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            The world is out teacher, constantly sending gentle lessons our way. Think of them as course corrections. We ignore most of these because we’re busy and fail to hear the subtle murmur prodding us to act.
   This instructor speaks through feelings and situation. Humans were once eloquent in the use of metaphor and symbolism, but this skill is going the way

of Latin, becoming a dead language to all but scholars.
This ability isn’t difficult to learn.

 Awareness is key.

Basically, this is how the course corrections work:

The Universe sends a small message, like a car sounding odd. We may choose to ignore it. If we do, the sound gets worse and now is grinding. We’ll take the car in to be looked at as soon as we have more time. But we don’t.
Now we have a crisis, the car won’t start. Or a disaster, we have an accident because the transmission failed on the freeway.
Here’s an example:

I’ve a family member who had a great job. He made six figures in sales without the aid of a college degree. Money poured in. As a single guy, he bought jet skis he used twice, theater tickets he ended up giving away, and generally pissed away his earnings.  He ignored the odd noise.  When something seems too good to be true—it is! Pay attention.

When the company went through a merger and restructuring, he was offered his same position at a cut in pay for two years, but stock in the new company. He was convinced that lucrative jobs were abundant for a guy like him. He declined and accepted a generous severance package, enough to live on comfortably for two years. This would be a gear grinding.

What did he do?


He looked for a job, expecting to land the same pay for a similar position. After three months, realization slapped his fanny.  You’re 38 years old with a high school education. We need someone with a college degree, but we can offer you a position at $24,000.00 per year.

Did he listen to the Universe screaming at him and go to school? He had the time and the money.

Hell no!

He was unemployed for three years before his funds ran out and he had to borrow from a relative to keep from loosing his home. He currently works a mediocre sales job for average pay.

Yes, this is a true story.  Ugh!!!  Truth is stranger than fiction.
He ignored the signs, the nudge, the grinding gears halting his progress and ending in near disaster.

Where in your life is the Universe nudging you?




 
 
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Okay, I don't often torture myself with January resolutions, but I have made a slew of changes in my life of late.

ONE: I gave up soda pop. There were headaches., but on day five that left and I feel great. Yahoo! I'm gluten intolerant and can't afford to mess with my digestion. Worth it!

TWO: I have a new cover for my Vampire Romance, CONQUERED. It's steamier and truer to the story. You can check it out on the BOOKS page. I love it!

THREE:  Time to get over myself and just write. Stop worrying about what others might think. Write for me. Yes, that means the characters may indulge in sex. I'm over it. Sex is a part of life and a blessing. Those who don't know this are doing it wrong. Sorry, but in my opinion
true.

FOUR:  As you've figured out by now, I'm telling things like they are--or my opinion of things. You are welcome to disagree.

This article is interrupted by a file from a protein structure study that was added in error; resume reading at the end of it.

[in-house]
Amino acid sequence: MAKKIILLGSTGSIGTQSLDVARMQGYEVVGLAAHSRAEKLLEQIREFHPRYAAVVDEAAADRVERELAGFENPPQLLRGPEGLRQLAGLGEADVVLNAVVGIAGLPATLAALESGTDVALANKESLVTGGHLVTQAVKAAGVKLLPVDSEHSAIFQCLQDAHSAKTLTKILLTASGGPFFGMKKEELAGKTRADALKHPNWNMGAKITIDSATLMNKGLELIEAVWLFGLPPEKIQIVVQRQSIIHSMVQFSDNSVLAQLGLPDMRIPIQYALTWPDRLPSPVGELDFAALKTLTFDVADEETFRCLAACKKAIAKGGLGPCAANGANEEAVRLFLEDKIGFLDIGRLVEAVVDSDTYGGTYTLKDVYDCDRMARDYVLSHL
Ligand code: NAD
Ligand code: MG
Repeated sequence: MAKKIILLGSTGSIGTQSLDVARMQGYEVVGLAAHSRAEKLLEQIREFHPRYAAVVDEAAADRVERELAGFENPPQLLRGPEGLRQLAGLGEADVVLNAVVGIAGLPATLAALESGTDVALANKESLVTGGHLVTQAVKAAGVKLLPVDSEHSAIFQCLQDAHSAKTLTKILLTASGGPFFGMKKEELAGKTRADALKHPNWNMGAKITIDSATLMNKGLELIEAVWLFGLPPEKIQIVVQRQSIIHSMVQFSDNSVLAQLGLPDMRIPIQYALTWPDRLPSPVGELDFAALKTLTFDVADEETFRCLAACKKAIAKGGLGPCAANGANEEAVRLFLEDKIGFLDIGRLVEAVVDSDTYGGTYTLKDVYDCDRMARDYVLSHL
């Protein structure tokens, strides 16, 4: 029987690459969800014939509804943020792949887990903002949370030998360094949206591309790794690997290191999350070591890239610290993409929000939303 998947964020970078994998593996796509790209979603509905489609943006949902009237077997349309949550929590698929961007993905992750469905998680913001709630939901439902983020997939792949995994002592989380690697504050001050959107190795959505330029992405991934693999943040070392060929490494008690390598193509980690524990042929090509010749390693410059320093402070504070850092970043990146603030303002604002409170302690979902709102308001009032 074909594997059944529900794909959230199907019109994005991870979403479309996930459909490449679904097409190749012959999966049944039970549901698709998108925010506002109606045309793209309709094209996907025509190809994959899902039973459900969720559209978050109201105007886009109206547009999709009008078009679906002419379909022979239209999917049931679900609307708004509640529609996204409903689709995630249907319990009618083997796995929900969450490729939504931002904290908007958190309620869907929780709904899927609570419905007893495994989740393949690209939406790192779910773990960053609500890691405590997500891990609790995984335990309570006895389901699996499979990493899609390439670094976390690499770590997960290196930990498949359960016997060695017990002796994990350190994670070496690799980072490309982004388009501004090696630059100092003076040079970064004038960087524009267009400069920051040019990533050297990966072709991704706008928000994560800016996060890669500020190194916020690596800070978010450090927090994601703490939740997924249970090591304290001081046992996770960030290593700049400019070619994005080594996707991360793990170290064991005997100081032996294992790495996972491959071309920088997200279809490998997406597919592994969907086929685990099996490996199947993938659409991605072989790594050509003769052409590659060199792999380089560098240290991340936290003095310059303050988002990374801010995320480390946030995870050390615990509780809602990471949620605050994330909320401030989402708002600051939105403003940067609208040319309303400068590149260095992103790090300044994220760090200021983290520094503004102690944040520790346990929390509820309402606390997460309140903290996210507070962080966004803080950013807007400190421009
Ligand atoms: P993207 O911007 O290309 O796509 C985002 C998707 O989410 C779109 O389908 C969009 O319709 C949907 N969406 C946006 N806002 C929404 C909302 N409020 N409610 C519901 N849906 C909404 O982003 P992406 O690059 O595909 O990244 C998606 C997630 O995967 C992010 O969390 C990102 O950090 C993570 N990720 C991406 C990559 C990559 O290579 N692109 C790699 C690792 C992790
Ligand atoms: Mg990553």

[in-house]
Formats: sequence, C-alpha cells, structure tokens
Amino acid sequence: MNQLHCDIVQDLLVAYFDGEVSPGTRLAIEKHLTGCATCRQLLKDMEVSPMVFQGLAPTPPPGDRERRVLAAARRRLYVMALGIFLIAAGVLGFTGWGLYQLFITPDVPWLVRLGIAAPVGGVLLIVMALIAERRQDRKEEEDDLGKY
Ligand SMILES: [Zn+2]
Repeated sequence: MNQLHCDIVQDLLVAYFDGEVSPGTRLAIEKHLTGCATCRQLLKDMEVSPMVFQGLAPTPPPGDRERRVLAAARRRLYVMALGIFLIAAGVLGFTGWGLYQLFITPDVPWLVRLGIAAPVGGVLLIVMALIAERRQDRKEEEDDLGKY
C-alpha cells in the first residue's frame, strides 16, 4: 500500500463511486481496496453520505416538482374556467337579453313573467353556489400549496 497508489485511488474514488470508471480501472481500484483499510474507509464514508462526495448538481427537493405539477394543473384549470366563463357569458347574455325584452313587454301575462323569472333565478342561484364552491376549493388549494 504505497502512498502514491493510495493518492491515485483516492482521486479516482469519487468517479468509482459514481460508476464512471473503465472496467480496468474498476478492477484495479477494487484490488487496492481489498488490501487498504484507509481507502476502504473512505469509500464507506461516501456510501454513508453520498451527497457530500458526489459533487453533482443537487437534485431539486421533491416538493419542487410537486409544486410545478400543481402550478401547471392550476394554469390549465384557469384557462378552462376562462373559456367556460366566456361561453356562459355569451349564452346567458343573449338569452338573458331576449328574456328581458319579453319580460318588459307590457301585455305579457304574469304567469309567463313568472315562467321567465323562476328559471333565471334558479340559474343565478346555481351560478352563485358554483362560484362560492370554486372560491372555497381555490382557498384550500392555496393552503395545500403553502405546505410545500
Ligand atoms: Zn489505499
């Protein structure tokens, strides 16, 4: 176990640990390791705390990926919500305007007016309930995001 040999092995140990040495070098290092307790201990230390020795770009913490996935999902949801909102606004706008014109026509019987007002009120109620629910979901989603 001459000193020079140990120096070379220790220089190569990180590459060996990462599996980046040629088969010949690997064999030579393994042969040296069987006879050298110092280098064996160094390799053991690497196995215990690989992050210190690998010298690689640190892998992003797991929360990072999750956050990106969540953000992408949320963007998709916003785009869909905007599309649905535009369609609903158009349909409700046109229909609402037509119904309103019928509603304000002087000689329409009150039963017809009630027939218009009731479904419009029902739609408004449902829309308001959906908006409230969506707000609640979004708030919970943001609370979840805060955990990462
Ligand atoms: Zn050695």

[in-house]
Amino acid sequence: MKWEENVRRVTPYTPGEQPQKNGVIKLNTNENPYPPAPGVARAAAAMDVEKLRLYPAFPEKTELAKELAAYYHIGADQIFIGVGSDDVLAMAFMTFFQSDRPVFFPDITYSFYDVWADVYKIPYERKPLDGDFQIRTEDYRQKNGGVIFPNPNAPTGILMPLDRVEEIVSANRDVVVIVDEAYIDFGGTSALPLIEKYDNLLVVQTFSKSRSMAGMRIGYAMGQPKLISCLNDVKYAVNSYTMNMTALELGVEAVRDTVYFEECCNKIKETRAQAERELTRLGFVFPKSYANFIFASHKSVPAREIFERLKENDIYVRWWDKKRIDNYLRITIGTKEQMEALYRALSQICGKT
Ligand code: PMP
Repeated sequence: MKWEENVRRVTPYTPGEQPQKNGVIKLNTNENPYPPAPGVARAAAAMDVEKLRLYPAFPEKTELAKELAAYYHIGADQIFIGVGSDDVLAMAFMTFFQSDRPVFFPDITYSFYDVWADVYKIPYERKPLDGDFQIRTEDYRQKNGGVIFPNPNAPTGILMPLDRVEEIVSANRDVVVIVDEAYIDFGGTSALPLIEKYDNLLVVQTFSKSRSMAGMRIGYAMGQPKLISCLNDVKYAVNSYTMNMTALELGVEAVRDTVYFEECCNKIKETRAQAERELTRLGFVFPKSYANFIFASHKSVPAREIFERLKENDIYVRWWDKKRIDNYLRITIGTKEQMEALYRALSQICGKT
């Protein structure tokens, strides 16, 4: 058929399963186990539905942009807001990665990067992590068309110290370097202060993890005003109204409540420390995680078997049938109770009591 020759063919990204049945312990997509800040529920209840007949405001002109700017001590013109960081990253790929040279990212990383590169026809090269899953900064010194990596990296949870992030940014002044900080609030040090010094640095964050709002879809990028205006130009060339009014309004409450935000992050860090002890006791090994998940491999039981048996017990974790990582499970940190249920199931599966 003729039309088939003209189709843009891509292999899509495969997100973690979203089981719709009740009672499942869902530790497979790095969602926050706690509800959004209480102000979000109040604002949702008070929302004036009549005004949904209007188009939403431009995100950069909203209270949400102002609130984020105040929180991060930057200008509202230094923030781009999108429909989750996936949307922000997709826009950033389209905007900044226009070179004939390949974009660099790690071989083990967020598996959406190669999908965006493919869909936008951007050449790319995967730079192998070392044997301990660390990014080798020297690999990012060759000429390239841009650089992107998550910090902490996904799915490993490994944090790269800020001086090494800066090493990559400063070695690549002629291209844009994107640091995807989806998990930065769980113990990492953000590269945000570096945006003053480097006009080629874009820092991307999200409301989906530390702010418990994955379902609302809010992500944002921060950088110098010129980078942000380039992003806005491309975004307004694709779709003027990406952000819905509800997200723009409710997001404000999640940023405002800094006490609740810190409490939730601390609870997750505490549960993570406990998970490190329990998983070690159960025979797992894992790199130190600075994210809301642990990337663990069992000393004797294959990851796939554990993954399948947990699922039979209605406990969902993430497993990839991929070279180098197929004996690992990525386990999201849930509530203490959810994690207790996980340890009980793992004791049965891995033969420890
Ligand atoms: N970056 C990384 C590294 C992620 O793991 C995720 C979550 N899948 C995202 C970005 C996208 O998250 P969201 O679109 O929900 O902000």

You have a right to tell it like you see it, too. I applaud that. I feel like a ten ton weight has lifted off my little body. Ahhh!
You might want to try it.

That's the short post for December. Plenty time for you to give your resolutions some thought.
What changes are you making for the New year?
It is your life, time to own it.

Best to you all and Happy Everything!


 
 
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THE ROOTS ARE GOOD.


I've been reminded to seek my roots. An elderly great-aunt called me. She's over ninety and is seeking family to share her stories of those passed on. Though we've never met, we both felt the connection. We're family. It was amazing to hear of a great-grandfather whose wife was a mail-order bride, and the great-uncle who was a bootlegger and was found dead on the prairie from a bullet through his head.

These tales connect me to family, but they are also a key to who I am. I have the opportunity to learn from my progenitor's mistakes and not repeat them. Their struggles become mine. Their losses pull at my heart. Visualizing the great-grandmother who bore thirteen children on the dirt floor of a cabin, and buried two sets of twins in hard prarie sod puts my own difficulties into perspective. There's strength in my bones because I know about her.
And the Scottish ancestor who fought for freedom and was executed, his head set on the Edinburgh bridge as a warning to other rebels, answers the question of where my own fierce love of freedom sprouted from. It's part of who I am.

In two weeks, I leave to visit my parents in California. They aren't well and everyday is a gift. I'll be reminded that I look like my dad's side of the family as my dad regales me with the story of how his father sparred with the famous boxer, Jack Dempsey. And my dad will share the tale of how a cougar cornered him when he was five-years-old in the wilds of Wyoming. Uncovering who we are through family can be uncomfortable. It's not all pretty, but it is worth it. I know that somewhere inside of me lies strength, courage, and tenacity. I may not have tapped those gifts fully, but they're there. I know.
My ancestors prove it.

If you have a chance to attend a family reunion, please take it. Talk to the older relatives and bless yourself with tales of the past.
The stories that shed light on who you are down to your core are worth noting. Write them down. Share them with your children and relatives.
Pull from the best of yourself. The roots are good.